Meriam Ibrahim Yahya, 27, who has been in custody since the beginning of the year, was given an ultimatum to revert to Islam or receive 100 lashes and a death sentence last month.
However, the mother of two, who recently delivered her second child while in custody, has remained defiant that she was never a Muslim.
According to Amnesty International, Meriam was raised by her mother, who was an Orthodox Christian. Her father, a Muslim, reportedly abandoned the family while she was young.
But this has not prevented the authorities from upholding her sentence.
On Tuesday, a three-Judge bench presided over the first session of her much publicized appeal trial.
Reports indicate that Meriam has been subjected to ill treatment, denied medical care and illegally barred from accessing her legal team at the Omdurman Women’s Prison, where she is being held.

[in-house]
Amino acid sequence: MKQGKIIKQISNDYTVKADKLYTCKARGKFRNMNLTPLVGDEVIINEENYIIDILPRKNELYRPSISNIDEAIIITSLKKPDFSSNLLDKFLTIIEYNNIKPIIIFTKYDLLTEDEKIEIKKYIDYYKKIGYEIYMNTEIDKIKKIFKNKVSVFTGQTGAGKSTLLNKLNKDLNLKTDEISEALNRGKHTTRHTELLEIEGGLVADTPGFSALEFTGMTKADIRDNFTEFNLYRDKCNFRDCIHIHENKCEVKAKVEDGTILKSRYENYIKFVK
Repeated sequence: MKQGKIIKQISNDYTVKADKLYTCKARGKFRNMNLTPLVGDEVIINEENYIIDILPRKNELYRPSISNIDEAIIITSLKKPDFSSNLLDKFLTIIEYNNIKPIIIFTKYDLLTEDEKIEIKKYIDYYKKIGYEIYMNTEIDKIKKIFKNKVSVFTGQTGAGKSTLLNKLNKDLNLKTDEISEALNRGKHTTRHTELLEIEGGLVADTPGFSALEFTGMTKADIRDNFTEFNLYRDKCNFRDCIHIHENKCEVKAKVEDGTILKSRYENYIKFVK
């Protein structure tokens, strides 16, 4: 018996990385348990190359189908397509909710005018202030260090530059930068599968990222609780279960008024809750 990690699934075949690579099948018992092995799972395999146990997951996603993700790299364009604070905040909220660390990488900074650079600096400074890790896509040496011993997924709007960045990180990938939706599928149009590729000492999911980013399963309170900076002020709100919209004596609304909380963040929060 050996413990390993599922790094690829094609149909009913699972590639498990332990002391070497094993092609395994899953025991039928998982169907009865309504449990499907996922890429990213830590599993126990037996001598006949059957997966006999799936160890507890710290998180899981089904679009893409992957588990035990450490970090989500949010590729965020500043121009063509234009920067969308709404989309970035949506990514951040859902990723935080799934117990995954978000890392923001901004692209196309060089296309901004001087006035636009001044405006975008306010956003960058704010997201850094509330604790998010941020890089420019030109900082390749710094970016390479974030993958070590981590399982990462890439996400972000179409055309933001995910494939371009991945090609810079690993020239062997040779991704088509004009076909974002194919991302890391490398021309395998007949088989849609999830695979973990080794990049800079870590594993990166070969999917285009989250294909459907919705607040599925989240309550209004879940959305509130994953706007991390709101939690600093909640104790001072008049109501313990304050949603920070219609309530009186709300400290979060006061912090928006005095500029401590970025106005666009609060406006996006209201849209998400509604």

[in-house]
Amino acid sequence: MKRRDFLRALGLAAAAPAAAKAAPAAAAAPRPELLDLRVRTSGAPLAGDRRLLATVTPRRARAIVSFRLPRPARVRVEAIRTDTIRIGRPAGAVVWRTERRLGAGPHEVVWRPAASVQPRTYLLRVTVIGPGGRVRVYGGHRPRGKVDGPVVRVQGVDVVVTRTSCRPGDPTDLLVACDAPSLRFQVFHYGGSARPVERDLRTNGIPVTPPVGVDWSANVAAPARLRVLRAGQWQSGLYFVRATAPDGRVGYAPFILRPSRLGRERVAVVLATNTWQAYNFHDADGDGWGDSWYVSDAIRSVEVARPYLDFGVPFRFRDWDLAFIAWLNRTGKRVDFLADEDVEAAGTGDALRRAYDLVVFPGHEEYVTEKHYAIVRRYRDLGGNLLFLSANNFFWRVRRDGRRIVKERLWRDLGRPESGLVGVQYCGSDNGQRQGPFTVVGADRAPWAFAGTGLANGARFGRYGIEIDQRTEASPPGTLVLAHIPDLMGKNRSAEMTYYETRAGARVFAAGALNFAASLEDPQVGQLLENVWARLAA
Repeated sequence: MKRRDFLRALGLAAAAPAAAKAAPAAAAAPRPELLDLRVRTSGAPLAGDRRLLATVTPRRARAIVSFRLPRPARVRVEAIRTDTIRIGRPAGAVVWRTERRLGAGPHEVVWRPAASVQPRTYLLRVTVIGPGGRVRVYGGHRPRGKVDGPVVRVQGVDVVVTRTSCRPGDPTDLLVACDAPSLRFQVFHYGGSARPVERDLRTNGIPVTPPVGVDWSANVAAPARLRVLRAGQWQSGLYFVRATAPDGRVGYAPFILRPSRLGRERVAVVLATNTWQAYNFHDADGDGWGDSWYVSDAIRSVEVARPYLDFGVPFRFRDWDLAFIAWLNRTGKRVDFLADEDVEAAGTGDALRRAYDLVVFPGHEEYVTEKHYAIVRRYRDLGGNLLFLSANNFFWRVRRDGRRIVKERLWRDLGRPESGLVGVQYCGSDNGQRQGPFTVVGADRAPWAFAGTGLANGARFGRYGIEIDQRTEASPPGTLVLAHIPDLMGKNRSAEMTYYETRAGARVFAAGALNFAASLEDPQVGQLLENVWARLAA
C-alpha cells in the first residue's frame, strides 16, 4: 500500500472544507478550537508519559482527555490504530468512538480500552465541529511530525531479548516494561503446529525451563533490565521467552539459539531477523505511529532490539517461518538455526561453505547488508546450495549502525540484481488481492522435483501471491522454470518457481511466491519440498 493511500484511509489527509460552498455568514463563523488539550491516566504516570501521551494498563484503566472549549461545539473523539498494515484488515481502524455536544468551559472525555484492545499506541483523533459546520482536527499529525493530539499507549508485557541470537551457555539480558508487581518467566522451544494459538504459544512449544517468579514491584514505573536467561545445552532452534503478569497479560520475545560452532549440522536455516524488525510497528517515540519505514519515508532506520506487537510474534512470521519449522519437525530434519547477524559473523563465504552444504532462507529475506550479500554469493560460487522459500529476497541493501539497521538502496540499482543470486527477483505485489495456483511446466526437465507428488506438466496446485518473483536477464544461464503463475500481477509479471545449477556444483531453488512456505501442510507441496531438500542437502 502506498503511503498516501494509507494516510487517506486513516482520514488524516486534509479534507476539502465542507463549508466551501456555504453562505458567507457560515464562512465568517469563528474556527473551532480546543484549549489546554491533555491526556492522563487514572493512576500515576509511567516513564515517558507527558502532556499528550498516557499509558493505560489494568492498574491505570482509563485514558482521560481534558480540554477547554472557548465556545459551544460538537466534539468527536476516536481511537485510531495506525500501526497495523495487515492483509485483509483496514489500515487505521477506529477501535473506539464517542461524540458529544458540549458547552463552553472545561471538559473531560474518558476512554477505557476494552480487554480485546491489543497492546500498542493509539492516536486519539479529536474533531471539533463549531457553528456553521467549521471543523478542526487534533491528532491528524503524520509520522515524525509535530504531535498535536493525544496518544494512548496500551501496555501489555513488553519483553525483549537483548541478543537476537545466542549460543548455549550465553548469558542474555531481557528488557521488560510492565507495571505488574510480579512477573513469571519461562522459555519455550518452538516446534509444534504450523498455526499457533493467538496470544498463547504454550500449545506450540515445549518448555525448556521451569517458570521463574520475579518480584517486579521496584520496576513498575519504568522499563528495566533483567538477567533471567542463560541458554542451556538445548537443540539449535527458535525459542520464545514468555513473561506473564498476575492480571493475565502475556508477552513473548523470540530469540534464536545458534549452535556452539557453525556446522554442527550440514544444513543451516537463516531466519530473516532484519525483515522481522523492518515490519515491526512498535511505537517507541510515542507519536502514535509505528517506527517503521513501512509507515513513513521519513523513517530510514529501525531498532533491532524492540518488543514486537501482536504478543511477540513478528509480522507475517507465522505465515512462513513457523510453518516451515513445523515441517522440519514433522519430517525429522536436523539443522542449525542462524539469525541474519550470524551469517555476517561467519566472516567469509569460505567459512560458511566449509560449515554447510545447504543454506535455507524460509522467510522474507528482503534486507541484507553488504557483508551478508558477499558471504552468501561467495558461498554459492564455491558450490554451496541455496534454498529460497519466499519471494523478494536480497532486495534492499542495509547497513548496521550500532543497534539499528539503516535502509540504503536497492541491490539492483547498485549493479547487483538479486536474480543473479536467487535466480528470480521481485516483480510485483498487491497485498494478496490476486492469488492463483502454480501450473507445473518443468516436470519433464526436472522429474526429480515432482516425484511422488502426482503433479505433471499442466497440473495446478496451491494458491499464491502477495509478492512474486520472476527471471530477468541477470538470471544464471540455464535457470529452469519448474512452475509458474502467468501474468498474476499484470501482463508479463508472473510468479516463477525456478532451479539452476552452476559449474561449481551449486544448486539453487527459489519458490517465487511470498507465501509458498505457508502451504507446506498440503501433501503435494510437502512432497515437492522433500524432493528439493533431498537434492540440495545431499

Pundits say her case has unearthed Sudan’s deep religious division and ostracism.
Critics have accused the government of being ‘theological’ and attempting to impose its strict version of Islam (Sharia) on the religiously diverse population.
Several nations, top officials and human rights advocacy groups across the world have categorically censured these actions and directed the government to institute reforms to guarantee the freedom of religious association; according to the United Nations Charter. They have also directed the government to free Meriam immediately.
While officials have generally remained silent about this case, reports indicate that this week an insider from the Foreign Ministry told the press that the Appeal Court would have the final say on the issue.
Last week, Meriam’s husband, Daniel Wani, who recently returned from the United States, told the press that he has slim hopes of the court ruling in her favour. Mr. Wani has reportedly applied for asylum for his wife with U.S. authorities; noting that her safety would be at risk even if she is released.
If her sentence is upheld by the court, local sources say it will be put-off for two years, in accordance with the country’s laws, to allow her breastfeed and care for her new-born child.